This study revealed no significant difference in the mean serum level of AFP in SCA participants in crises and in steady state and even among those with HbAS and HbAA [P values all > 0.05, [Table 2]. This observation is consistent with previous reports which emphasized the fact that serum AFP levels remain mainly unchanged in SCA, even in those with sickle-related hepatopathy and thus is a poor marker of hepatic dysfunction.[27],[28]

  Conclusion Top

cTns are tissue-specific enzymes which have been shown to be elevated in a number of critical disease conditions associated with myocardial injury or necrosis. The significant increase in cTnI in SCA participants in crises (compared with steady-state controls) may signify crises-related ischemic cardiac injury; the functional significance of this observation in our patient population will need to be further investigated (using electrocardiography and echocardiography) in follow-up studies.

Limitation of the study

Few SCA participants presented in crises (and fulfilled the inclusion criteria) during the study period. This accounted for the small participants in crises (5) that were studied. We hope that our findings will stimulate further work on this topic, using larger numbers of adult SCA participants in crises.

Financial support and sponsorship


Conflicts of interest

There are no conflicts of interest.

  References Top

Piel FB, Patil AP, Howes RE, Nyangiri OA, Gething PW, Dewi M, et al. Global epidemiology of sickle haemoglobin in neonates: A contemporary geostatistical model-based map and population estimates. Lancet 2013;381:142-51.  Back to cited text no. 1
Aneke JC, Okocha CE. Sickle cell disease genetic counseling and testing: A review. Arch Med Health Sci 2016;4:50-7.  Back to cited text no. 2
  [Full text]  
Okocha C, Onubogu CU, Aneke J, Onah C, Ajuba I, Ibeh N, et al. Prevalence of sickle cell gene among apparently healthy under-two South-East Nigerian children: What is the role of parental premarital counseling and socio-demographic characteristics? Niger J Med 2016;25:176-81.  Back to cited text no. 3
Kato GJ, Gladwin MT, Steinberg MH. Deconstructing sickle cell disease: Reappraisal of the role of hemolysis in the development of clinical subphenotypes. Blood Rev 2007;21:37-47.  Back to cited text no. 4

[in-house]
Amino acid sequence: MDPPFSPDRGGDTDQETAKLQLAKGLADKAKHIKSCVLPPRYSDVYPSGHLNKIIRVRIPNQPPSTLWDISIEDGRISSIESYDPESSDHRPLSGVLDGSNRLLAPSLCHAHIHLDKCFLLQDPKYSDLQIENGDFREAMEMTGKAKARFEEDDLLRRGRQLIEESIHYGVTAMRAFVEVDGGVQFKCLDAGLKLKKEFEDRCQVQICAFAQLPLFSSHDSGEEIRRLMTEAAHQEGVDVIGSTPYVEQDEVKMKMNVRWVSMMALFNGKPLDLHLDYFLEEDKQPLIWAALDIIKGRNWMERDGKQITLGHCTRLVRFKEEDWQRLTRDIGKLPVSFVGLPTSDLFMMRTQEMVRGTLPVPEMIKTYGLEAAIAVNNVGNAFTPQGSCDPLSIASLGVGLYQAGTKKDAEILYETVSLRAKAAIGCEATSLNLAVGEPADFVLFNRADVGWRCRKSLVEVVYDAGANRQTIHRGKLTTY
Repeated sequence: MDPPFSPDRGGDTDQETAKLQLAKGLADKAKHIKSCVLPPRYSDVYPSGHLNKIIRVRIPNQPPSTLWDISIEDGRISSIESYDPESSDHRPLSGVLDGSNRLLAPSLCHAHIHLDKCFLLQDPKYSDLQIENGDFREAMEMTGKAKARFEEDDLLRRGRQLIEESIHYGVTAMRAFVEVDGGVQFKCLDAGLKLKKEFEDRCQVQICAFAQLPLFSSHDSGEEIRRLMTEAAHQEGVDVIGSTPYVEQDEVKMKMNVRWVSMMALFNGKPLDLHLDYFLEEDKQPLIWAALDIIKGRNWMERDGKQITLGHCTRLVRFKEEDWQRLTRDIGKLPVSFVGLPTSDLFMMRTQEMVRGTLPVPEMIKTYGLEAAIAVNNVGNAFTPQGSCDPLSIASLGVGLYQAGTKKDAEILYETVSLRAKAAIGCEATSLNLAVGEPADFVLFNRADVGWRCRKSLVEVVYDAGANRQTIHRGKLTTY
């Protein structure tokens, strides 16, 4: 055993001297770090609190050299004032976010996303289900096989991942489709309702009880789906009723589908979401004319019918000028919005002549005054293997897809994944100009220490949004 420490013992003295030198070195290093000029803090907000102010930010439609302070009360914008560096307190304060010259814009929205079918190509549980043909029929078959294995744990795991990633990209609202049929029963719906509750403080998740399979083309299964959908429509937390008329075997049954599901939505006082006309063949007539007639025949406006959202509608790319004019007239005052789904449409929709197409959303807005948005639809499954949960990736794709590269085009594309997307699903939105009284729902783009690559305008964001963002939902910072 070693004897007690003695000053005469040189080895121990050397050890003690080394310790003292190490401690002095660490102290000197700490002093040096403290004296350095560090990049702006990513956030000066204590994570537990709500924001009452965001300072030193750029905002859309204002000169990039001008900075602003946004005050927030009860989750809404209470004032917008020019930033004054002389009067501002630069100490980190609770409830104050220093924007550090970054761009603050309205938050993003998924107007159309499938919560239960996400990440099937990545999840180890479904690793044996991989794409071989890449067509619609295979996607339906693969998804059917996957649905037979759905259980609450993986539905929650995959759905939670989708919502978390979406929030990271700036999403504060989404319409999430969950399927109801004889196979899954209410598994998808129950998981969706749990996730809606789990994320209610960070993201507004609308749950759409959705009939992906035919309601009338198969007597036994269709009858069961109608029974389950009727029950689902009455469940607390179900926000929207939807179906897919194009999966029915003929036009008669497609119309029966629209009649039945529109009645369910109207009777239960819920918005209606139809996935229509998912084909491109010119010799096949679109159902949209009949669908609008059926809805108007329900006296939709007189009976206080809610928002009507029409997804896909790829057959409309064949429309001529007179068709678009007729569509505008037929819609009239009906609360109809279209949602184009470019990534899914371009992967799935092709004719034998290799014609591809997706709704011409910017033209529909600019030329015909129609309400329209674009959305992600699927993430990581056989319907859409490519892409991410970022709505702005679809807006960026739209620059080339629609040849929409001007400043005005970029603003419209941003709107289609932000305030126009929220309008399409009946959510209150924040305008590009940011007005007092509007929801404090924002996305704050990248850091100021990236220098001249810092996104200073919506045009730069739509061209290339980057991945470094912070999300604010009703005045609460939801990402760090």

Hassan SM, Al Muslahi M, Al Riyami M, Bakker E, Harteveld CL, Giordano PC. Sickle cell anemia and α-thalassemia: A modulating factor in homozygous HbS/S patients in Oman. Eur J Med Genet 2014;57:603-6.  Back to cited text no. 5
Okocha EC, Onwubuya EI, Osuji CU, Ahaneku G, Okonkwo UC, Ibeh NC, et al. Serum ferritin and severity scores in sickle cell disease patients in Nnewi (South East Nigeria). Br J Med Med Res 2016;11:1-7.  Back to cited text no. 6
Okocha E, Onwubuya E, Osuji C, Ahaneku G, Okonkwo U, Ibeh N, et al. Disease severity scores and haemogram parameters in Nigerian sickle cell disease patients. J Blood Disord Transfus 2015;6:324.  Back to cited text no. 7
Sharma S, Jackson PG, Makan J. Cardiac troponins. J Clin Pathol 2004;57:1025-6.  Back to cited text no. 8
Robertson IM, Sun YB, Li MX, Sykes BD. A structural and functional perspective into the mechanism of Ca2+- sensitizers that target the cardiac troponin complex. J Mol Cell Cardiol 2010;49:1031-41.  Back to cited text no. 9
Shave R, Dawson E, Whyte G, George K, Ball D, Collinson P, et al. The cardiospecificity of the third-generation cTnT assay after exercise-induced muscle damage. Med Sci Sports Exerc 2002;34:651-4.  Back to cited text no. 10
Nnadi E, Manafa P, Okocha E, Chukwuma G, Aneke J. Evaluation of creatine kinase activity and inorganic phosphate concentration in adult Nigerian homozygous and heterozygous hemoglobin phenotypes. Ann Med Health Sci Res 2014;4:697-700.  Back to cited text no. 11
[PUBMED]  [Full text]  
Norris S, Johnson CS, Haywood LJ. Sickle cell anemia: Does myocardial ischemia occur during crisis? J Natl Med Assoc 1991;83:209-13.  Back to cited text no. 12
Hidaka M, Takatsuki M, Soyama A, Adachi T, Kitasato A, Kuroki T, et al. I. Diagnosis and treatment for hepatoma. Gan To Kagaku Ryoho 2013;40:1297-300.  Back to cited text no. 13